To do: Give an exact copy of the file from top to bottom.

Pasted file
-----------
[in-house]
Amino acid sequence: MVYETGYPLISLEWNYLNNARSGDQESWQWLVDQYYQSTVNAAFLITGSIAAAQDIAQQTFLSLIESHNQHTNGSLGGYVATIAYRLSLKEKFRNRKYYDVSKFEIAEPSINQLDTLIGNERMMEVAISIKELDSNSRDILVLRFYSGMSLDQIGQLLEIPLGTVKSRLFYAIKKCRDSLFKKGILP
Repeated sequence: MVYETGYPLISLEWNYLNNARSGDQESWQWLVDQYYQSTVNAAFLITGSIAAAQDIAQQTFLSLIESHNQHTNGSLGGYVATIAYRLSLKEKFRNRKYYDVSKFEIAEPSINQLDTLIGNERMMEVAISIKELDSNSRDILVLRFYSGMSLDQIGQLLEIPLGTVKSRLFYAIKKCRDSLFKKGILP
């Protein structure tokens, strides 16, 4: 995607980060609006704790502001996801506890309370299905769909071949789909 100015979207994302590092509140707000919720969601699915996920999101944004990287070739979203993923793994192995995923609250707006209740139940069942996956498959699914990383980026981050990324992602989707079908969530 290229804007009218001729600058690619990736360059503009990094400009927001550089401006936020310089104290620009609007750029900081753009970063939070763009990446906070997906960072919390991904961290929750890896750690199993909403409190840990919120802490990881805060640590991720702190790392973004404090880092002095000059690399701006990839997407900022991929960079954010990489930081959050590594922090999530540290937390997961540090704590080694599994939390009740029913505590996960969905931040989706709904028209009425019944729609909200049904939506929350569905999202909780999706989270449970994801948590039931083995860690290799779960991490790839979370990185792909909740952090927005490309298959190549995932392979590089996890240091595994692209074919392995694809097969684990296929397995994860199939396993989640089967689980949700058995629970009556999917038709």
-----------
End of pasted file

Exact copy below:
[in-house]
Amino acid sequence: MVYETGYPLISLEWNYLNNARSGDQESWQWLVDQYYQSTVNAAFLITGSIAAAQDIAQQTFLSLIESHNQHTNGSLGGYVATIAYRLSLKEKFRNRKYYDVSKFEIAEPSINQLDTLIGNERMMEVAISIKELDSNSRDILVLRFYSGMSLDQIGQLLEIPLGTVKSRLFYAIKKCRDSLFKKGILP
Repeated sequence: MVYETGYPLISLEWNYLNNARSGDQESWQWLVDQYYQSTVNAAFLITGSIAAAQDIAQQTFLSLIESHNQHTNGSLGGYVATIAYRLSLKEKFRNRKYYDVSKFEIAEPSINQLDTLIGNERMMEVAISIKELDSNSRDILVLRFYSGMSLDQIGQLLEIPLGTVKSRLFYAIKKCRDSLFKKGILP
């Protein structure tokens, strides 16, 4: 995607980060609006704790502001996801506890309370299905769909071949789909 100015979207994302590092509140707000919720969601699915996920999101944004990287070739979203993923793994192995995923609250707006209740139940069942996956498959699914990383980026981050990324992602989707079908969530 290229804007009218001729600058690619990736360059503009990094400009927001550089401006936020310089104290620009609007750029900081753009970063939070763009990446906070997906960072919390991904961290929750890896750690199993909403409190840990919120802490990881805060640590991720702190790392973004404090880092002095000059690399701006990839997407900022991929960079954010990489930081959050590594922090999530540290937390997961540090704590080694599994939390009740029913505590996960969905931040989706709904028209009425019944729609909200049904939506929350569905999202909780999706989270449970994801948590039931083995860690290799779960991490790839979370990185792909909740952090927005490309298959190549995932392979590089996890240091595994692209074919392995694809097969684990296929397995994860199939396993989640089967689980949700058995629970009556999917038709």